It’s been quiet, musically speaking, at the Flagler Museum over the past year as COVID-19 silenced the annual chamber music programs at Whitehall.
Since 1999, the mansion-museum in Palm Beach has welcomed some of the leading chamber music groups on the world scene, especially young string quartets such as the Dover, Calidore, and New Orford, all of whom have played the Flagler Hotel Addition in the winter season.
This season, the music returns in a slightly different form, and in a different space, with six ensembles from the University of Miami, including classical and jazz groups, playing in the museum’s Grand Ballroom.
The programs — sponsored, as they have been for years, by philanthropist Roe Green — opened Feb. 1 with three string players who teach at UM, styled as the Frost Faculty String Trio: violinist Bettina Mussumeli, violist Jodi Levitz and cellist Ross Harbaugh. The concert was preceded by a cocktail reception, also a change from years past, when the concert would be followed by a Champagne meet-and-greet with the musicians.
On hand Tuesday night was Shelly Berg, the jazz pianist who has been dean of UM’s Frost School of Music since 2007. In his remarks before the music, he touted his school’s emphasis on entrepreneurship and its innovative approach to training musicians in a variety of disciplines from classical to jazz, pop and film.
The trio, whose members are veteran musicians familiar to South Florida audiences, programmed two works: The String Trio No. 5 (in C minor, Op. 9, No. 3) of Beethoven, and the Serenade (Op. 10) of Ernst von Dohnányi, the Hungarian pianist-composer who capped his career with an important teaching stint at Florida State University in the 1950s.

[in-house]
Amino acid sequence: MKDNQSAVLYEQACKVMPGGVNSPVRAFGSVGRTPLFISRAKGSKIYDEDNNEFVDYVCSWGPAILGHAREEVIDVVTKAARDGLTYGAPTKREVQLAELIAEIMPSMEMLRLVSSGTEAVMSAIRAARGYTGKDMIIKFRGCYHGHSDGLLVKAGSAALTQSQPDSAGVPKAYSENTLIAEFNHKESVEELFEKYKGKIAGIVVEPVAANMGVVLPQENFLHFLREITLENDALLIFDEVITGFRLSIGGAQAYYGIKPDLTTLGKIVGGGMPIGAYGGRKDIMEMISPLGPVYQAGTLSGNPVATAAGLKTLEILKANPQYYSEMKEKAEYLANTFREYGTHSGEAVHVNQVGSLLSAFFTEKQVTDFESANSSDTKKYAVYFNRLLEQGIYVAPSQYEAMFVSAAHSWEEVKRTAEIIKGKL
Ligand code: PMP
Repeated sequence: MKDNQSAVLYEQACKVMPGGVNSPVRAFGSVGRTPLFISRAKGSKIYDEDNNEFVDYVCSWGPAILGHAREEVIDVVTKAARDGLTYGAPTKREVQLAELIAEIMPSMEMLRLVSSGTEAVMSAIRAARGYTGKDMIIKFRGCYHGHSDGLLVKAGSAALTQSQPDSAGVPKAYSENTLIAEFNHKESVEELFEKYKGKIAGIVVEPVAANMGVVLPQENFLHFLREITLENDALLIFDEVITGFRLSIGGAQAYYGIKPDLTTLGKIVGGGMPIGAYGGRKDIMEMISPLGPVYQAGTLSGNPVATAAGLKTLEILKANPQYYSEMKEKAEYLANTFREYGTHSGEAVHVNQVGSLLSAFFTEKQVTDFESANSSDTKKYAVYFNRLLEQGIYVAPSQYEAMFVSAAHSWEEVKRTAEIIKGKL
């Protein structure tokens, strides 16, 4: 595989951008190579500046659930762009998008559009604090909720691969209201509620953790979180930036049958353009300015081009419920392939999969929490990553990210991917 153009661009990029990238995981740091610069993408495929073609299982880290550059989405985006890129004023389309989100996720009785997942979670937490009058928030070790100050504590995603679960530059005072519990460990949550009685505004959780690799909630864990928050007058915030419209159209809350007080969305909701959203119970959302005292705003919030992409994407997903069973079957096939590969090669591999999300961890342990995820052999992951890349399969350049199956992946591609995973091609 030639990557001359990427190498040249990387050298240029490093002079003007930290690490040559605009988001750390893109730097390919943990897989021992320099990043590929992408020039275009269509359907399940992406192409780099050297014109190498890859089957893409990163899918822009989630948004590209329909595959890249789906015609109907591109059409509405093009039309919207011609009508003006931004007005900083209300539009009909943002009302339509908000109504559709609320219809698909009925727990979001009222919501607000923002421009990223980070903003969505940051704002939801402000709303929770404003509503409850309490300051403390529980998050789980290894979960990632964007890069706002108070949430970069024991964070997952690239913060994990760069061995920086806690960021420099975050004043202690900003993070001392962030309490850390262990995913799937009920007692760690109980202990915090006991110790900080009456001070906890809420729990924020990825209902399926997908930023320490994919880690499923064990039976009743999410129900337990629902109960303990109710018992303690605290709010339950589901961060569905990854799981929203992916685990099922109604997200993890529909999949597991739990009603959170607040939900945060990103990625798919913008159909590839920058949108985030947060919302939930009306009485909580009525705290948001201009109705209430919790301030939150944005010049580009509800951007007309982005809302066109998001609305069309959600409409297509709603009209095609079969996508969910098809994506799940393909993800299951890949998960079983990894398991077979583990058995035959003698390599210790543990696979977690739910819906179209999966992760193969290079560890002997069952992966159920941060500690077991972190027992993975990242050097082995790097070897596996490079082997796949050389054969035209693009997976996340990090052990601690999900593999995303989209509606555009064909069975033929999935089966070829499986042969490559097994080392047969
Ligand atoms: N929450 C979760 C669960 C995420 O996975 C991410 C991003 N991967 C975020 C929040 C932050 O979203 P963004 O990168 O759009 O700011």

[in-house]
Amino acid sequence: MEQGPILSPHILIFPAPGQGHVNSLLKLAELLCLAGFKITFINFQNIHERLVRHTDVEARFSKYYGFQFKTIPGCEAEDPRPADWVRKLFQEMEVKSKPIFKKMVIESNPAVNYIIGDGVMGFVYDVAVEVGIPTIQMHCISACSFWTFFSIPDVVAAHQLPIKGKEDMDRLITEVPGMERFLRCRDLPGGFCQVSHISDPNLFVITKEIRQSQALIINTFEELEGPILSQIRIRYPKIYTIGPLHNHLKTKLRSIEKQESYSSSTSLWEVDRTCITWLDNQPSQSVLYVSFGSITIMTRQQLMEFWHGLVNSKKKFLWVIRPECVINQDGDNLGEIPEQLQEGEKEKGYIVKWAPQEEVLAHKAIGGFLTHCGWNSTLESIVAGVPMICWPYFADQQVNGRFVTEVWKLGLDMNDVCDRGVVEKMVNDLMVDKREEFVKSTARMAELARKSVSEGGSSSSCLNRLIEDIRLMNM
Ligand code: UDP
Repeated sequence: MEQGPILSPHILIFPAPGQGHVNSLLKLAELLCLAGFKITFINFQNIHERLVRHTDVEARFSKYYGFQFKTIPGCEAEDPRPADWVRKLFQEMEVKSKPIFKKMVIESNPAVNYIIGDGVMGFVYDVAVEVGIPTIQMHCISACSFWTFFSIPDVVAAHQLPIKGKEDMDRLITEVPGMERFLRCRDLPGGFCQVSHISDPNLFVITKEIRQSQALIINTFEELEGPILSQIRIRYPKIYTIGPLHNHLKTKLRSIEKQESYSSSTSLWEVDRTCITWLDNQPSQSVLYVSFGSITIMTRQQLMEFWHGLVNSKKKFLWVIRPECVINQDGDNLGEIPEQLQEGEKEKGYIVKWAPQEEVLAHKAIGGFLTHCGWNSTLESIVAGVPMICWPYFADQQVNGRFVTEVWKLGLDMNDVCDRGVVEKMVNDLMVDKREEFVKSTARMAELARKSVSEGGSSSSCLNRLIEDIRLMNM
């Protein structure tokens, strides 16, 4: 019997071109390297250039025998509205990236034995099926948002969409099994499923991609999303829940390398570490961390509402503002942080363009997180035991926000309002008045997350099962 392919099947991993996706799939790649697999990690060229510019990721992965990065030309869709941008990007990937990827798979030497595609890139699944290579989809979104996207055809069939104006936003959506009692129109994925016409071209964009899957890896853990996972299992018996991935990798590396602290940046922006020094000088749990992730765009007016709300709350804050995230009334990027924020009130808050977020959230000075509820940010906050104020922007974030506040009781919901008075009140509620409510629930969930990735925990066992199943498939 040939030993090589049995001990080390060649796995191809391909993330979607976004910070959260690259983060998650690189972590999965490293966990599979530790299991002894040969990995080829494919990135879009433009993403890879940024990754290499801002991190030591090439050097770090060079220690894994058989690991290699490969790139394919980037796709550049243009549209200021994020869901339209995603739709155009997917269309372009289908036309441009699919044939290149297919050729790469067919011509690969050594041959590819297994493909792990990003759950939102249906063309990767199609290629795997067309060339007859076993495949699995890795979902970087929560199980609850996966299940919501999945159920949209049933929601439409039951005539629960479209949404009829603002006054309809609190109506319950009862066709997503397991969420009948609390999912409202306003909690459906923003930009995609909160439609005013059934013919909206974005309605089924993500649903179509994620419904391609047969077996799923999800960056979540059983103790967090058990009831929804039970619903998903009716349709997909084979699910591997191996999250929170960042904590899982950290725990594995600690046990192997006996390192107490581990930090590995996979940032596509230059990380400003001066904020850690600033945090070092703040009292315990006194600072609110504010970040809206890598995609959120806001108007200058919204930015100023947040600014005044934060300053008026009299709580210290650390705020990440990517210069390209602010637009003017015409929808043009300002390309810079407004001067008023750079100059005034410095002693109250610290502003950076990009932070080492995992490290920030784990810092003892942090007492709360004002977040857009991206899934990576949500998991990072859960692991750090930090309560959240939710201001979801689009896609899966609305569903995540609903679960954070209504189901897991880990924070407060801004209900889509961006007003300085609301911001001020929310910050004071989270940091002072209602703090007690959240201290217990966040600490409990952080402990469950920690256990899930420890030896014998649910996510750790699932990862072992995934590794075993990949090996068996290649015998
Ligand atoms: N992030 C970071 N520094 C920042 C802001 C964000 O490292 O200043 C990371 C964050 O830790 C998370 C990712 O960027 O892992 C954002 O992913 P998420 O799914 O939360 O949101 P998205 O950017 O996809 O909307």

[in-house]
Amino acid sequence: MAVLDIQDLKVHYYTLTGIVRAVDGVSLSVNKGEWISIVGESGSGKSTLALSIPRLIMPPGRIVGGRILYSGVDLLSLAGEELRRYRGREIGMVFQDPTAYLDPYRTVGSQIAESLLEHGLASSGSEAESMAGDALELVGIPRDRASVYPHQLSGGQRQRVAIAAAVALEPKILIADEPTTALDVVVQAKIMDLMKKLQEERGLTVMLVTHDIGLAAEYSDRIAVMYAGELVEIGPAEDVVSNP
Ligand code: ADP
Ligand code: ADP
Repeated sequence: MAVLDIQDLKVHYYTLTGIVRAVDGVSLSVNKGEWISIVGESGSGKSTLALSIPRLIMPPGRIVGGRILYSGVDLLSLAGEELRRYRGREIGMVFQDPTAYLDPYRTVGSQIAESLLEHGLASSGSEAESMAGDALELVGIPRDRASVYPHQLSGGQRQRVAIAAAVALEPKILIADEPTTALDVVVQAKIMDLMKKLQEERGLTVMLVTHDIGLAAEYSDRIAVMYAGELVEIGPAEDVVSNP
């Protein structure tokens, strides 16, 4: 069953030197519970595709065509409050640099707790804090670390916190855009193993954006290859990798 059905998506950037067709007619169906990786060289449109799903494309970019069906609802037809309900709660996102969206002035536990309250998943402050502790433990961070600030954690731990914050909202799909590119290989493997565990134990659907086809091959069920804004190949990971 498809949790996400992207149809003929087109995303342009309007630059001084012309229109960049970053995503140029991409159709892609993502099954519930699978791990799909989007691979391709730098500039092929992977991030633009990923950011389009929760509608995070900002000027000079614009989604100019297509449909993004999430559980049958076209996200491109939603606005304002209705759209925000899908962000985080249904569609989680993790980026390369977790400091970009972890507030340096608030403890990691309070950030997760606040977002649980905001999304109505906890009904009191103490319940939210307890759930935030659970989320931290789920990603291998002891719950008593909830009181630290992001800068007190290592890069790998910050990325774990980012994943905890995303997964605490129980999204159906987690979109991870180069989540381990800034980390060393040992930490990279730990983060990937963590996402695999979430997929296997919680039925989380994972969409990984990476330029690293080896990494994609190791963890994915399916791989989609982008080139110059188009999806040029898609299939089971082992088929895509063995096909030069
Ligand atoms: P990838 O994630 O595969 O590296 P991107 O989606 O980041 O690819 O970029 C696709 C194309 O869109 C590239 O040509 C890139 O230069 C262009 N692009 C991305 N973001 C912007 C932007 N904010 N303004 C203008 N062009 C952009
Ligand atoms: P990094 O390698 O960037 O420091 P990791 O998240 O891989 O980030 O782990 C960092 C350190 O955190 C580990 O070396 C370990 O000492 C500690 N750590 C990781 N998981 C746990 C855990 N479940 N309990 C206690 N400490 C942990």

This was a compact, intermissionless program of under an hour, and it benefited by the Grand Ballroom’s acoustic, which is much drier than that of the Hotel Addition, whose reverb often made it difficult to hear the music clearly from the back of the hall. It was good to hear details in the music Tuesday that might have been overshadowed or drowned out by echo in the Addition.
The Beethoven trio, an early work that was also the last string trio he would write, dates from 1797. Its key, C minor, is one that Beethoven saved for his most serious, urgent statements — the Third Piano Concerto, the Pathétique Sonata and the Fifth Symphony are all in C minor. And this trio stretches the boundary of the form as it was known on the cusp of the Romantic era.
The Frost trio’s performance of the Beethoven trio was vigorous and energetic overall, but it also lacked subtlety and clarity of detail. In particular, there was too little of the dynamic contrast that is such an integral part of Beethoven’s dramatic style. This was most evident in the turmoil of the second movement, which seemed to overmaster the group, and the third, a skittish scherzo that needs to be spotlessly clean to make its proper effect.
The Dohnányi Serenade, written in 1902, is one of this composer’s most frequently performed pieces, along with his first Piano Quintet. It’s a five-movement work that leaves the composer’s youthful Brahmsian style behind for a more contemporary harmonic idiom that is inflected with Hungarian melodic touches.
It’s also very difficult, and its variety, which includes a quicksilver fugal third movement, demands the same kind of polish and detail that was in short supply for the Beethoven, and was also missing here. There were plenty of fine moments, particularly the playing of Levitz, whose contributions were always soulful and distinctive, notably in the second movement Romance and the theme-and-variations fourth movement.
Mussumeli had intonation problems throughout the Serenade, which in an exposed format of only three string players can take the whole ensemble in an uncertain direction. That’s not to say these are not fine, expert musicians; they are. But a very challenging work like this one, and the Beethoven, could probably have used some more rehearsal time.
The Flagler Museum Music Series continues at 7 p.m. Tuesday with the Khaos Wind Quintet, an all-female group of young musicians who have scheduled a program including music by Rossini, Amy Beach and Valerie Coleman, among others. Tickets are $70, and preceded by a pre-concert reception at 6:30 p.m. For tickets and more information, call (561) 655-2833, ext. 10, or visit www.flaglermuseum.us.